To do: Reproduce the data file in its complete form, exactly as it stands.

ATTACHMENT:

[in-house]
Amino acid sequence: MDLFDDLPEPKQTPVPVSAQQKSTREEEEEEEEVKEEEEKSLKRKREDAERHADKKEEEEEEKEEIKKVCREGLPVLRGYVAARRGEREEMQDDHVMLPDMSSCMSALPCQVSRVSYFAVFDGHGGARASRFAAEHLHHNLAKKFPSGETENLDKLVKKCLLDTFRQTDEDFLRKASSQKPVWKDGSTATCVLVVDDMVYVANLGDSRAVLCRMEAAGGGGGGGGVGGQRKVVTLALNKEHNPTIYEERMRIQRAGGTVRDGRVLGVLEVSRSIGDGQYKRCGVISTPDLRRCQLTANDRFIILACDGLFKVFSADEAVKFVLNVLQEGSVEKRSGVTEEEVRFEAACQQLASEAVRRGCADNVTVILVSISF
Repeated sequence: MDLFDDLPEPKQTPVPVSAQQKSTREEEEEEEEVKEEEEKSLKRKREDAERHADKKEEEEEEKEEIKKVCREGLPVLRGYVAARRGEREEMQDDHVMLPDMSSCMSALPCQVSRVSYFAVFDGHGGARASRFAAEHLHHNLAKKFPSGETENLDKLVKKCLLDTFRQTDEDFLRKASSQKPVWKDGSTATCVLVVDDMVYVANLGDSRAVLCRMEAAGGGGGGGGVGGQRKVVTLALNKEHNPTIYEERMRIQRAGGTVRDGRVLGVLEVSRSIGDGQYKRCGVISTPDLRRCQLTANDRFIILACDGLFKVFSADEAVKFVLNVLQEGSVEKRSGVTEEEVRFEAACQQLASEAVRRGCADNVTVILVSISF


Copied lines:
[in-house]
Amino acid sequence: MDLFDDLPEPKQTPVPVSAQQKSTREEEEEEEEVKEEEEKSLKRKREDAERHADKKEEEEEEKEEIKKVCREGLPVLRGYVAARRGEREEMQDDHVMLPDMSSCMSALPCQVSRVSYFAVFDGHGGARASRFAAEHLHHNLAKKFPSGETENLDKLVKKCLLDTFRQTDEDFLRKASSQKPVWKDGSTATCVLVVDDMVYVANLGDSRAVLCRMEAAGGGGGGGGVGGQRKVVTLALNKEHNPTIYEERMRIQRAGGTVRDGRVLGVLEVSRSIGDGQYKRCGVISTPDLRRCQLTANDRFIILACDGLFKVFSADEAVKFVLNVLQEGSVEKRSGVTEEEVRFEAACQQLASEAVRRGCADNVTVILVSISF
Repeated sequence: MDLFDDLPEPKQTPVPVSAQQKSTREEEEEEEEVKEEEEKSLKRKREDAERHADKKEEEEEEKEEIKKVCREGLPVLRGYVAARRGEREEMQDDHVMLPDMSSCMSALPCQVSRVSYFAVFDGHGGARASRFAAEHLHHNLAKKFPSGETENLDKLVKKCLLDTFRQTDEDFLRKASSQKPVWKDGSTATCVLVVDDMVYVANLGDSRAVLCRMEAAGGGGGGGGVGGQRKVVTLALNKEHNPTIYEERMRIQRAGGTVRDGRVLGVLEVSRSIGDGQYKRCGVISTPDLRRCQLTANDRFIILACDGLFKVFSADEAVKFVLNVLQEGSVEKRSGVTEEEVRFEAACQQLASEAVRRGCADNVTVILVSISF